Wonho Chung is shopping at the Mall of the Emirates in Dubai. And he has a trick up his sleeve.
It goes something like this: he heads to a store and jokes around with the salesmen who, stunned by his mastery of the Arabic language, laugh at and hang on to his every word or joke. Discounts usually follow.
Nearby, a television executive spots the whole play. Chung was not to know it then, but life was about to change.
The year is 2007, and the television executive is the Head of Production at Showtime (now OSN). The network had introduced the region to a group of Middle Eastern stand-up comics that were selling out tours all across the US in the early noughties. This group would joke about the realities of their life in America. One of the jokes they had was, “We are an Egyptian, a Palestinian and an Iranian and we’re looking for a North Korean to complete our group,” says Chung.
“That joke was ongoing for years,” continues Chung. “And when he saw this Asian-looking dude speaking fluent Arabic making people laugh, [and when] he found out that I was Korean, the whole thing sparked a lightbulb moment and I was introduced to the group and joined them on tour.”
That Chung is a nationalised Jordanian of Korean origin hints at a complex, non-linear back story.
Born in Saudi in 1980, Chung was only three months old when the family moved to Jordan, it was intended to be a short stop on the way back to Korea.
“The economy was so bad in Korea in the early ’80s and my dad ended up being introduced to King Hussein of Jordan. He became his doctor, so we stayed,” says Chung. “They really took care of us in there and then after I graduated from university I went looking for work opportunities which led me to Dubai [15 years ago].”
Though Chung is a household name in the world of comedy today, the novelty of hearing him speak Arabic, perfect Arabic, never wears off.
“When we were living in Jordan there were only three other Korean families there so naturally we hung out with our Arab neighbours. That’s how we picked up the language, and at school as well.”
Love of entertainment came early, thanks to the Hollywood movies and Japanese game shows his father would record.
“I remember being fascinated by these people inside the box, and I wanted to be one of them.”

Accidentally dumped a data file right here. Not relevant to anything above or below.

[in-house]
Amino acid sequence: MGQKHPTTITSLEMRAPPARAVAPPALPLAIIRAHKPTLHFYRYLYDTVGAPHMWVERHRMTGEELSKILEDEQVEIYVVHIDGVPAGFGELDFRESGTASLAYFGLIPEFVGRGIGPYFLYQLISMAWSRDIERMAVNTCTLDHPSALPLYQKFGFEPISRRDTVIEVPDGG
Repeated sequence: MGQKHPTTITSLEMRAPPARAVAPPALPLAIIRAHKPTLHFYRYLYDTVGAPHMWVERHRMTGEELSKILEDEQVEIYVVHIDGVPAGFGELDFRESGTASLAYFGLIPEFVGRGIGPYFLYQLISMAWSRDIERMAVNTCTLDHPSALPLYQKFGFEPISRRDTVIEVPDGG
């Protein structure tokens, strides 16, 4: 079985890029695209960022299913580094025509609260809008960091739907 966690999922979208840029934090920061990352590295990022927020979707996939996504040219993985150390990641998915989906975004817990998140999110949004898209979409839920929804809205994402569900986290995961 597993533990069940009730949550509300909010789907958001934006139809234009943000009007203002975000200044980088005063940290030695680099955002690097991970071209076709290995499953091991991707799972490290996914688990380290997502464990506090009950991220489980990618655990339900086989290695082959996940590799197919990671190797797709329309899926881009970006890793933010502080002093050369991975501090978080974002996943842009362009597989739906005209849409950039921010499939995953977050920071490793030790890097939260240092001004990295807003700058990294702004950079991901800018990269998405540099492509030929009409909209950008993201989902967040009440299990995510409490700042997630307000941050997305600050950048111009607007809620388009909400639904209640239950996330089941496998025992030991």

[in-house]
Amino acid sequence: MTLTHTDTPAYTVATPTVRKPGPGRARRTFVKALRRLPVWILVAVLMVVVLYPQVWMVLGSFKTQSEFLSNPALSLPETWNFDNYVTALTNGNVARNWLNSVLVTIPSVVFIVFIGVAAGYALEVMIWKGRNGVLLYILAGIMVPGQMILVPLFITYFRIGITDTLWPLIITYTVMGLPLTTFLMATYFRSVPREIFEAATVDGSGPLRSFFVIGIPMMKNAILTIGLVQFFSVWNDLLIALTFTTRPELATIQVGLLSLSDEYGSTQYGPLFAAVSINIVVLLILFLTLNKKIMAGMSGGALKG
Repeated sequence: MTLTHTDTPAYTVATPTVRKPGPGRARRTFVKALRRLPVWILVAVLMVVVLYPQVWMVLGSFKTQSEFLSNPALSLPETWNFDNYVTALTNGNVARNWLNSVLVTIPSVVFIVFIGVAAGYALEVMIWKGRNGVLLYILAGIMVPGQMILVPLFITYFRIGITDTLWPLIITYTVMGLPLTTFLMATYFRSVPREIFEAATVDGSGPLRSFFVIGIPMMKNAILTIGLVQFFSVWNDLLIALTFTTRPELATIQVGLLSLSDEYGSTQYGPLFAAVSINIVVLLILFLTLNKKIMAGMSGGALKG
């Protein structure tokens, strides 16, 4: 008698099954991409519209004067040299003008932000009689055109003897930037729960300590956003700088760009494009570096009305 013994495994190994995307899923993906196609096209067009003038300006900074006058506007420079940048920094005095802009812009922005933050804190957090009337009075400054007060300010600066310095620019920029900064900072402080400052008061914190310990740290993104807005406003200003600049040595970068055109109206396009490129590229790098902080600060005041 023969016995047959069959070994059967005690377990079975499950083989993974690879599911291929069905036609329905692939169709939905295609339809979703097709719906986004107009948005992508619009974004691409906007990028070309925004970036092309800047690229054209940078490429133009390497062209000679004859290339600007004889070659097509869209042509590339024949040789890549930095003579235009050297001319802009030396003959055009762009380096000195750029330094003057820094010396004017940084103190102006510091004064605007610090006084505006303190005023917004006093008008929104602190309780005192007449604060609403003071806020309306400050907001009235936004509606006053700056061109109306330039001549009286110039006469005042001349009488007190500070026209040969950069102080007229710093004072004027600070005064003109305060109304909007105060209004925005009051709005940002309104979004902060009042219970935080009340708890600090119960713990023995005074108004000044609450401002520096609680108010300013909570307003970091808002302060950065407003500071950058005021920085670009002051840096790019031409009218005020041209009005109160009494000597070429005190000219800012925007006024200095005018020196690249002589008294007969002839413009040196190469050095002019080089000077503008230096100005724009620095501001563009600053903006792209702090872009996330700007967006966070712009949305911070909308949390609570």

He took piano, singing and theatre classes. At 10, he represented Jordan internationally at table tennis. Chung was a natural showman.
Today, he remains the only non-Arab on Arabic language TV and the first non-Egyptian lead actor in an Egyptian film. In 2016 he was cast as a lead in a Ramadan series, again, the first non-Arab to do so.
Chung is, for all intents and purposes, an Arab. His parents, too, reacted like typical Middle Eastern parents on hearing his chosen career path.
“It’s funny, my father was South Korean, my mother Vietnamese, you’d think they’d be so accepting,” he says. “But having lived in the Middle East they were like ‘What? You want to do comedy? Be a clown, what is this? You have degree in marketing, why do you want to be a clown?’”
Later, after TV appearances and articles in the newspapers and magazines piled up, they “jumped on the bandwagon,” he says.
His breakthrough appearance back in November 2007 was as close to an overnight success as the fickle world of show business could allow.
“The experience was elevated because it was in my country, I knew half the people in the audience,” Chung says. “They told me to do one joke that was two minutes long and to sing a song. And I went up on stage and I did my thing.”
The impact was instant, “like day and night”. Backstage, he thought he’d imagined shouts of “Wonho, Wonho”. He hadn’t. “The event manager comes running in and said, ‘Are you deaf? Can’t you hear them calling your name?’”